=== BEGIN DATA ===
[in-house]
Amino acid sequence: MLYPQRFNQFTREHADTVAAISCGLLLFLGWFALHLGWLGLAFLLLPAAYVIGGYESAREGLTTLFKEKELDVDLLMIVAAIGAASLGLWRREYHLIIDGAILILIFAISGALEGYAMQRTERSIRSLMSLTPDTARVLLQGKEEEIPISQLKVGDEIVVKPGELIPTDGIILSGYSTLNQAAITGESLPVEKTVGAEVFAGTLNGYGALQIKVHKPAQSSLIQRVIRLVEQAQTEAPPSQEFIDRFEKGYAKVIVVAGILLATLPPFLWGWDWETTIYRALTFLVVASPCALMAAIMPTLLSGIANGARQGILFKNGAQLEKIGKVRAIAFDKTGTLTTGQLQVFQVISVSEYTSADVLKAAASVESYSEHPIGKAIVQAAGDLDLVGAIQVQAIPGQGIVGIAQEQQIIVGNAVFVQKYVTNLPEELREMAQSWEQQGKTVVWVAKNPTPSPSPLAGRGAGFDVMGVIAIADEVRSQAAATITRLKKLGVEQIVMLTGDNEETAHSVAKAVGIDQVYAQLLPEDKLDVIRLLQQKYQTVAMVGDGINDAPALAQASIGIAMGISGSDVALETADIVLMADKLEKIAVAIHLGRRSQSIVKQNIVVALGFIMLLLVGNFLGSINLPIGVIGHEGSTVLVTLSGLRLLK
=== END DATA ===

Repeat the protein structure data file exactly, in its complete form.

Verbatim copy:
[in-house]
Amino acid sequence: MLYPQRFNQFTREHADTVAAISCGLLLFLGWFALHLGWLGLAFLLLPAAYVIGGYESAREGLTTLFKEKELDVDLLMIVAAIGAASLGLWRREYHLIIDGAILILIFAISGALEGYAMQRTERSIRSLMSLTPDTARVLLQGKEEEIPISQLKVGDEIVVKPGELIPTDGIILSGYSTLNQAAITGESLPVEKTVGAEVFAGTLNGYGALQIKVHKPAQSSLIQRVIRLVEQAQTEAPPSQEFIDRFEKGYAKVIVVAGILLATLPPFLWGWDWETTIYRALTFLVVASPCALMAAIMPTLLSGIANGARQGILFKNGAQLEKIGKVRAIAFDKTGTLTTGQLQVFQVISVSEYTSADVLKAAASVESYSEHPIGKAIVQAAGDLDLVGAIQVQAIPGQGIVGIAQEQQIIVGNAVFVQKYVTNLPEELREMAQSWEQQGKTVVWVAKNPTPSPSPLAGRGAGFDVMGVIAIADEVRSQAAATITRLKKLGVEQIVMLTGDNEETAHSVAKAVGIDQVYAQLLPEDKLDVIRLLQQKYQTVAMVGDGINDAPALAQASIGIAMGISGSDVALETADIVLMADKLEKIAVAIHLGRRSQSIVKQNIVVALGFIMLLLVGNFLGSINLPIGVIGHEGSTVLVTLSGLRLLK